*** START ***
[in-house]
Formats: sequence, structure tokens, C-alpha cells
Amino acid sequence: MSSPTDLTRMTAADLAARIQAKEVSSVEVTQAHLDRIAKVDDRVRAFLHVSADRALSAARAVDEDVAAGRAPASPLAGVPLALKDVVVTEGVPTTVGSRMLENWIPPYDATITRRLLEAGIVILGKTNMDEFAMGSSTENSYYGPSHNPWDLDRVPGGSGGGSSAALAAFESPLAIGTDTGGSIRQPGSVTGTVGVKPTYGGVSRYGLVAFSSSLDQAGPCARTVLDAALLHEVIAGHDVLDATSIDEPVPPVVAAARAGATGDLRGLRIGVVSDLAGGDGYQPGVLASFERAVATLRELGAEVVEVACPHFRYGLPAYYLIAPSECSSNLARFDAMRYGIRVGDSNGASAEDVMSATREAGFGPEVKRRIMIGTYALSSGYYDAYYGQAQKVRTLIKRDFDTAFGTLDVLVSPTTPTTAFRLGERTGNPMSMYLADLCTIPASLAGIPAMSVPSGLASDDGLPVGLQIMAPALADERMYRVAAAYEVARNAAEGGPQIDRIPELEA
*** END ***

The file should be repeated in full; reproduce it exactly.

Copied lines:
[in-house]
Formats: sequence, structure tokens, C-alpha cells
Amino acid sequence: MSSPTDLTRMTAADLAARIQAKEVSSVEVTQAHLDRIAKVDDRVRAFLHVSADRALSAARAVDEDVAAGRAPASPLAGVPLALKDVVVTEGVPTTVGSRMLENWIPPYDATITRRLLEAGIVILGKTNMDEFAMGSSTENSYYGPSHNPWDLDRVPGGSGGGSSAALAAFESPLAIGTDTGGSIRQPGSVTGTVGVKPTYGGVSRYGLVAFSSSLDQAGPCARTVLDAALLHEVIAGHDVLDATSIDEPVPPVVAAARAGATGDLRGLRIGVVSDLAGGDGYQPGVLASFERAVATLRELGAEVVEVACPHFRYGLPAYYLIAPSECSSNLARFDAMRYGIRVGDSNGASAEDVMSATREAGFGPEVKRRIMIGTYALSSGYYDAYYGQAQKVRTLIKRDFDTAFGTLDVLVSPTTPTTAFRLGERTGNPMSMYLADLCTIPASLAGIPAMSVPSGLASDDGLPVGLQIMAPALADERMYRVAAAYEVARNAAEGGPQIDRIPELEA